Ecology Lecture No. 5: Coping With Environmental Variation (Energy)
Tuesday September 25 , 2012
Autotrophs & Heterotrophs:
-Autotrophs are organisms that assimilate radiant energy from sunlight (photosynthesis), or from
inorganic compounds (chemosynthesis). This energy is then converted into chemical energy stored in
the bonds of organic molecules. Heterotrophs obtain their energy by consuming organic compounds
from other organisms. This energy originated with organic compounds synthesized by autotrophs.
-Some heterotrophs consume non-living organic matter and are known as detritivores or decomposers.
Parasites and herbivores consume live hosts, but do not necessarily kill them. Predators capture and
consume live prey animals.
Miscellaneous Forms Of Heterotrophy:
-Some plants are holoparasites –they have no photosynthetic pigments and get energy from other
plants (heterotrophs).The Dodder plant is a holoparasite that is an agricultural pest and can significantly
reduce biomass in the host plant.
-Mistletoe is an example of a hemiparasite— it is photosynthetic, but obtains nutrients, water, and some
of its energy from the host plant. Certain sea slugs have functional chloroplasts that are taken up from
the algae that they eat and enable them to capture and store energy from the sun.
-As there is no light penetrating the bottom of the ocean, organisms practise chemosynthesis
(chemolithotrophy) by obtaining energy from inorganic compounds and using them to produce
-Chemosynthesis is important in nutrient cycling bacteria, and in some ecosystems such as hydrothermal
vent communities. We often rely on chemosynthetic bacteria to liberate nutrients (such as nitrogen)
from the soil in a form that plants uptake easily.
-Photosynthesis is the process by which most autotrophs obtain their energy. Here, sunlight provides the
energy to take up CO and synthesize organic compounds. Most of the biologically available energy on
Earth is derived from photosynthesis. Photosynthetic organisms include some archaea, bacteria, and
protists, and most algae and plants.
-Photosynthesis has two major steps: The Light-dependent reaction (where light is harvested and used
to split water and provide electrons to make ATP and NADPH) and the light-independent reaction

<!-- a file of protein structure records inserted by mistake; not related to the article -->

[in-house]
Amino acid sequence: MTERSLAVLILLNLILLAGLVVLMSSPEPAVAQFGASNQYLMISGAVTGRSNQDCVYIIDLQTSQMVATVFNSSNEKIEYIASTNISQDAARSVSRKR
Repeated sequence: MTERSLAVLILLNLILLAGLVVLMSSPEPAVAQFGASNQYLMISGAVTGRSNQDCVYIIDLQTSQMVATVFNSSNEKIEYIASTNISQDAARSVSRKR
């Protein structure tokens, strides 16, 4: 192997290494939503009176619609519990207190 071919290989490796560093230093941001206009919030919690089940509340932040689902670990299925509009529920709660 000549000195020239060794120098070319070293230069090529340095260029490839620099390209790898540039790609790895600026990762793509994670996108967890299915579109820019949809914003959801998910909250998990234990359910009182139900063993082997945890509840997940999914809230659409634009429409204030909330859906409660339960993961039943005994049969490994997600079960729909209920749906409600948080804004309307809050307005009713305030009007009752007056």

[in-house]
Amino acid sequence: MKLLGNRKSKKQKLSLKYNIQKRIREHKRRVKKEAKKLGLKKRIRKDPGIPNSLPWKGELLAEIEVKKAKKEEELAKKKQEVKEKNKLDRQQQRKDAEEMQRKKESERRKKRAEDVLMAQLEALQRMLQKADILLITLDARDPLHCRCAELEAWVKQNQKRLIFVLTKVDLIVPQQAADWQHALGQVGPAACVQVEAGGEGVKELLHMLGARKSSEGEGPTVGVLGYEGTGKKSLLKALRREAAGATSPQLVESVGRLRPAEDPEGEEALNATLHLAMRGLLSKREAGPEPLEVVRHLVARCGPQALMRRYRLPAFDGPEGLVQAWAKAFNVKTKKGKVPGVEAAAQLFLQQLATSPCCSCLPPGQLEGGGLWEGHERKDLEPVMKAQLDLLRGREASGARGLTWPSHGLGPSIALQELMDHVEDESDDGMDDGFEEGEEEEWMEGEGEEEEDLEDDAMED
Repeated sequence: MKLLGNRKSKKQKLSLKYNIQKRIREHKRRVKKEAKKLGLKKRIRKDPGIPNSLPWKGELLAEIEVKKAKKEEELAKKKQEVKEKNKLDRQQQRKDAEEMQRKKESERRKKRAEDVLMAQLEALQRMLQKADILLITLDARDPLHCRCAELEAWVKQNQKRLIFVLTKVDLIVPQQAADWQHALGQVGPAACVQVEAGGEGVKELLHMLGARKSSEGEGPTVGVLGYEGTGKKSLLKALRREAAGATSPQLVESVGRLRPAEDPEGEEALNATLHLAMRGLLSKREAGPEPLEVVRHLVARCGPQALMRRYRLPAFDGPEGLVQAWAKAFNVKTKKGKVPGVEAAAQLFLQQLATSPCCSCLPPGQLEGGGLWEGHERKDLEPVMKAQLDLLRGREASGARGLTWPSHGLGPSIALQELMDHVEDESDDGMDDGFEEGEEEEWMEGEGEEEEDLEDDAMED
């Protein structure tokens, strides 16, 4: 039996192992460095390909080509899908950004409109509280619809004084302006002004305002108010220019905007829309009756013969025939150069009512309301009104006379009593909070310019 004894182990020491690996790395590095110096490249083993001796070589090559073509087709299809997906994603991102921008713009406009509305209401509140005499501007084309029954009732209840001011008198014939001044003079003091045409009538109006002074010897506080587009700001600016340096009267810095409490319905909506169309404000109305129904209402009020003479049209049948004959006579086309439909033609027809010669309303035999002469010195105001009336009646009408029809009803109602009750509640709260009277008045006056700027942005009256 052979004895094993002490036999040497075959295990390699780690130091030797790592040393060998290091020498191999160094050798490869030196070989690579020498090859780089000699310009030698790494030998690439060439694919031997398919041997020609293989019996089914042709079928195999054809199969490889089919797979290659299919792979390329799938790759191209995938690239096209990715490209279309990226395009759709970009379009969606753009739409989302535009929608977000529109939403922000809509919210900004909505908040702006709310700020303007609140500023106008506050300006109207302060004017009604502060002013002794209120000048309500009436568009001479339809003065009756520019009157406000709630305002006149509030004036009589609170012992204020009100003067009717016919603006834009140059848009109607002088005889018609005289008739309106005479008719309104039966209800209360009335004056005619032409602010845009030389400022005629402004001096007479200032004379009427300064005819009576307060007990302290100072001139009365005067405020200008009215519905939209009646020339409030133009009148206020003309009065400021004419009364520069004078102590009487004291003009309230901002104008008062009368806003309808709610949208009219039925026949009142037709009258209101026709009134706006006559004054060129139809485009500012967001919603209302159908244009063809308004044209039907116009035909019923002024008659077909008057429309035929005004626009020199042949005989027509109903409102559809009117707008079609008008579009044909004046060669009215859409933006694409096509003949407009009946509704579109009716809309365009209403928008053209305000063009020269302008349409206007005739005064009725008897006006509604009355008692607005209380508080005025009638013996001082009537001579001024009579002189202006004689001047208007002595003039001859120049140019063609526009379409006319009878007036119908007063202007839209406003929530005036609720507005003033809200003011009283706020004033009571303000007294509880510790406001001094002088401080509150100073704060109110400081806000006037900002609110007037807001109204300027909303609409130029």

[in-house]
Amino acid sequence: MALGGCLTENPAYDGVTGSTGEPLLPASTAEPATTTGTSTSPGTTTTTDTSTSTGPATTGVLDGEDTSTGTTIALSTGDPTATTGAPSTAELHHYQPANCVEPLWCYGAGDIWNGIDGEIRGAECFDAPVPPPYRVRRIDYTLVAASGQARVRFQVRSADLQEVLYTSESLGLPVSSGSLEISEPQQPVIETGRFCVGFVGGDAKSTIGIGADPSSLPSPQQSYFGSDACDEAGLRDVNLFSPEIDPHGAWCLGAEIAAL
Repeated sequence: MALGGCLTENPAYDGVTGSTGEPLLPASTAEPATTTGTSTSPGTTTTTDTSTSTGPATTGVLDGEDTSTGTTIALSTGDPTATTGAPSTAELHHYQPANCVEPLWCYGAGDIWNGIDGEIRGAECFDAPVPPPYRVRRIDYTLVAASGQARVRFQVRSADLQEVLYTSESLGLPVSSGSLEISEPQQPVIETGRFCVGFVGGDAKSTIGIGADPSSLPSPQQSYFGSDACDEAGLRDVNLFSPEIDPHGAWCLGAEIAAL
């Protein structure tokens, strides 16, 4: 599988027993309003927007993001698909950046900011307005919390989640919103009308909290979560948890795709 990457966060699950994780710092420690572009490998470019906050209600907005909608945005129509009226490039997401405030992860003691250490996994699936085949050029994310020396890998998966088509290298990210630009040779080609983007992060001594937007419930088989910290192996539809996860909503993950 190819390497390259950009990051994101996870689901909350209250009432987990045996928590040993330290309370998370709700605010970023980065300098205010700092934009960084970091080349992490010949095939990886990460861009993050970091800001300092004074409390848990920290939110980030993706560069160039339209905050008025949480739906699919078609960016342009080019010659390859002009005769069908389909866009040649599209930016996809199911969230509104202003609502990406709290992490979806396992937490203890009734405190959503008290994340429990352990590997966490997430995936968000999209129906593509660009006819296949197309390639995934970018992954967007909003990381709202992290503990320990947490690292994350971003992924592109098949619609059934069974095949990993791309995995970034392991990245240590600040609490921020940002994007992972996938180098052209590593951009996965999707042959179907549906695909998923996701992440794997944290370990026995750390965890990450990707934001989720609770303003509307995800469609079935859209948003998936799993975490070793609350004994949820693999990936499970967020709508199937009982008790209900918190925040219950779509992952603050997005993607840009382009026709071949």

(where CO i2 fixed in the Calvin cycle, and carbohydrates are synthesized for the plant’s benefit). Photosynthetic Rate & Terminology:
-Photosynthetic rate determines the supply of energy, which in turn influences growth and
reproduction. Environmental controls on photosynthetic rate are an important topic in physiological
-Light response curves show the influence of light levels on photosynthetic rate. The light compensation
point is where CO u2take is balanced by the CO loss2by cellular respiration. Saturation point is when
photosynthesis no longer increases as light increases.
Acclimatization In Plants:
-Plants can acclimatize to changing light intensities with shifts in light response curves. Shifts in light
saturation point involve morphological and physiological changes. For example, leaves at high light
intensity, may have thicker leaves and more chloroplasts.
-This is because as light penetrates through the leaf, it will be absorbed by chlorophylls in mesophyll
cells. Here, the extra tissue is worth the energy cost because intense light would otherwise penetrate
through the leaf and not be gained as energy. A thinner leaf would be more prevalent in low light
conditions where investing in extra tissue would be a useless undertaking.
Factors Affecting Photosynthetic Rate:
-Water availability influences CO s2pply in terrestrial plants. Low water availability causes stomata to
close, restricting CO2uptake. This is an example of an evolutionary trade-off between water
conservation and energy gain.
- Closing stomata increases the chance of light damage. If the Calvin cycle isn’t operating, energy
accumulates in the light-harvesting arrays and can damage membranes. Plants have various
mechanisms to dissipate this energy, including carotenoids.
- Plants from different climate zones have enzyme forms with different optimal temperatures that allow
them to operate in that climate. Thus, temperature plays a key role in the functioning of photosynthesis.
-Nutrients can also affect photosynthesis. Most of the nitrogen in plants is associated with Rubisco and
other photosynthetic enzymes (chlorophyll also has nitrogen in its structure). Thus, higher nitrogen
levels in a leaf are correlated with higher photosynthetic rates.
-But the supply of readily available nitrogen is generally low, relative to the demand for growth and
metabolism. There is also a trade-off as increasing the nitrogen content of leaves increases the risk that
herbivores will eat them (more tasty), as plant-eating animals are also nitrogen-starved.
The Benefits & Disadvantages Of Photorespiration:
- Some metabolic processes decrease photosynthetic efficiency. For instance, Rubisco can catalyze tw